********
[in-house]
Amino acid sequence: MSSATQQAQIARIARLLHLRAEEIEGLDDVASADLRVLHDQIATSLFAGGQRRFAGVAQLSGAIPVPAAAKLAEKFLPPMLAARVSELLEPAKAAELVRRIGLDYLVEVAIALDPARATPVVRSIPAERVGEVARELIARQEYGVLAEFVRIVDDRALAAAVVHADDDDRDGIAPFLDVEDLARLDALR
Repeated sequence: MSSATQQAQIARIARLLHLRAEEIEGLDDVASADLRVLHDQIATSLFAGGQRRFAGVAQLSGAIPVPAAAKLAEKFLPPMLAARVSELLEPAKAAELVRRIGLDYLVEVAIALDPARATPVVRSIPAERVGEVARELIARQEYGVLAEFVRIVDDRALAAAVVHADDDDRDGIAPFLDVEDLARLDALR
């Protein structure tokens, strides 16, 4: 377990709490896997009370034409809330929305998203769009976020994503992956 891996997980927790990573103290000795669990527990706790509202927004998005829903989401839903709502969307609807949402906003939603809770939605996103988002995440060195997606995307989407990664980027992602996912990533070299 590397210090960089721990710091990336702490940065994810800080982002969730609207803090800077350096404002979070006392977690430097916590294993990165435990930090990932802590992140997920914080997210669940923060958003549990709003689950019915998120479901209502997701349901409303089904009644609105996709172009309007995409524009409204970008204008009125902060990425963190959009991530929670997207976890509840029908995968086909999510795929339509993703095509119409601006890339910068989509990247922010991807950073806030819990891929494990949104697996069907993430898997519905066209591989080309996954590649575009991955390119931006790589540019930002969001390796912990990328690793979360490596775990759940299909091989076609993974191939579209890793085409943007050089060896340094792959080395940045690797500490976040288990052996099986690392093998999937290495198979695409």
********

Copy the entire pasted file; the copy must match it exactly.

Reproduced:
[in-house]
Amino acid sequence: MSSATQQAQIARIARLLHLRAEEIEGLDDVASADLRVLHDQIATSLFAGGQRRFAGVAQLSGAIPVPAAAKLAEKFLPPMLAARVSELLEPAKAAELVRRIGLDYLVEVAIALDPARATPVVRSIPAERVGEVARELIARQEYGVLAEFVRIVDDRALAAAVVHADDDDRDGIAPFLDVEDLARLDALR
Repeated sequence: MSSATQQAQIARIARLLHLRAEEIEGLDDVASADLRVLHDQIATSLFAGGQRRFAGVAQLSGAIPVPAAAKLAEKFLPPMLAARVSELLEPAKAAELVRRIGLDYLVEVAIALDPARATPVVRSIPAERVGEVARELIARQEYGVLAEFVRIVDDRALAAAVVHADDDDRDGIAPFLDVEDLARLDALR
């Protein structure tokens, strides 16, 4: 377990709490896997009370034409809330929305998203769009976020994503992956 891996997980927790990573103290000795669990527990706790509202927004998005829903989401839903709502969307609807949402906003939603809770939605996103988002995440060195997606995307989407990664980027992602996912990533070299 590397210090960089721990710091990336702490940065994810800080982002969730609207803090800077350096404002979070006392977690430097916590294993990165435990930090990932802590992140997920914080997210669940923060958003549990709003689950019915998120479901209502997701349901409303089904009644609105996709172009309007995409524009409204970008204008009125902060990425963190959009991530929670997207976890509840029908995968086909999510795929339509993703095509119409601006890339910068989509990247922010991807950073806030819990891929494990949104697996069907993430898997519905066209591989080309996954590649575009991955390119931006790589540019930002969001390796912990990328690793979360490596775990759940299909091989076609993974191939579209890793085409943007050089060896340094792959080395940045690797500490976040288990052996099986690392093998999937290495198979695409």